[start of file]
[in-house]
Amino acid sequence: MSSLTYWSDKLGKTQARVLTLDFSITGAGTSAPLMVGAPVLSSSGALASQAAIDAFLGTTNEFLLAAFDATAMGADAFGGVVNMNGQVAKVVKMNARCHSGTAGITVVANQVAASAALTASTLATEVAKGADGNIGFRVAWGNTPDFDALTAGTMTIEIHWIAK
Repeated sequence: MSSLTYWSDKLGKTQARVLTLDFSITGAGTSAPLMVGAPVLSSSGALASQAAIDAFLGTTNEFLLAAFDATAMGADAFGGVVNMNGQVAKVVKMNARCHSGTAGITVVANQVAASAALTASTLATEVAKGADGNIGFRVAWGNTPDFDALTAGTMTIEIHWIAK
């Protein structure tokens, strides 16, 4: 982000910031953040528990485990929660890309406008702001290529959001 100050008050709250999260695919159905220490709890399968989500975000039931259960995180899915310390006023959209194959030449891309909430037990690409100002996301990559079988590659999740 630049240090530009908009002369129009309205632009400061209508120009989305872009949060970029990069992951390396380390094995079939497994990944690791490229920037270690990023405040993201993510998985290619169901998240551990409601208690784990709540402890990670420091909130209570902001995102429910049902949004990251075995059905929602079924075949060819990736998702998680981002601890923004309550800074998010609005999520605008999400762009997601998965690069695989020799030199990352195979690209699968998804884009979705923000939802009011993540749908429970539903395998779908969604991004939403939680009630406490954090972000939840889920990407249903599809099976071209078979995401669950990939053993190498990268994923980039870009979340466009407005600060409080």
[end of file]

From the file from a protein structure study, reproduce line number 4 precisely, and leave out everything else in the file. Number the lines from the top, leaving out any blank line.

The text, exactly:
């Protein structure tokens, strides 16, 4: 982000910031953040528990485990929660890309406008702001290529959001 100050008050709250999260695919159905220490709890399968989500975000039931259960995180899915310390006023959209194959030449891309909430037990690409100002996301990559079988590659999740 630049240090530009908009002369129009309205632009400061209508120009989305872009949060970029990069992951390396380390094995079939497994990944690791490229920037270690990023405040993201993510998985290619169901998240551990409601208690784990709540402890990670420091909130209570902001995102429910049902949004990251075995059905929602079924075949060819990736998702998680981002601890923004309550800074998010609005999520605008999400762009997601998965690069695989020799030199990352195979690209699968998804884009979705923000939802009011993540749908429970539903395998779908969604991004939403939680009630406490954090972000939840889920990407249903599809099976071209078979995401669950990939053993190498990268994923980039870009979340466009407005600060409080």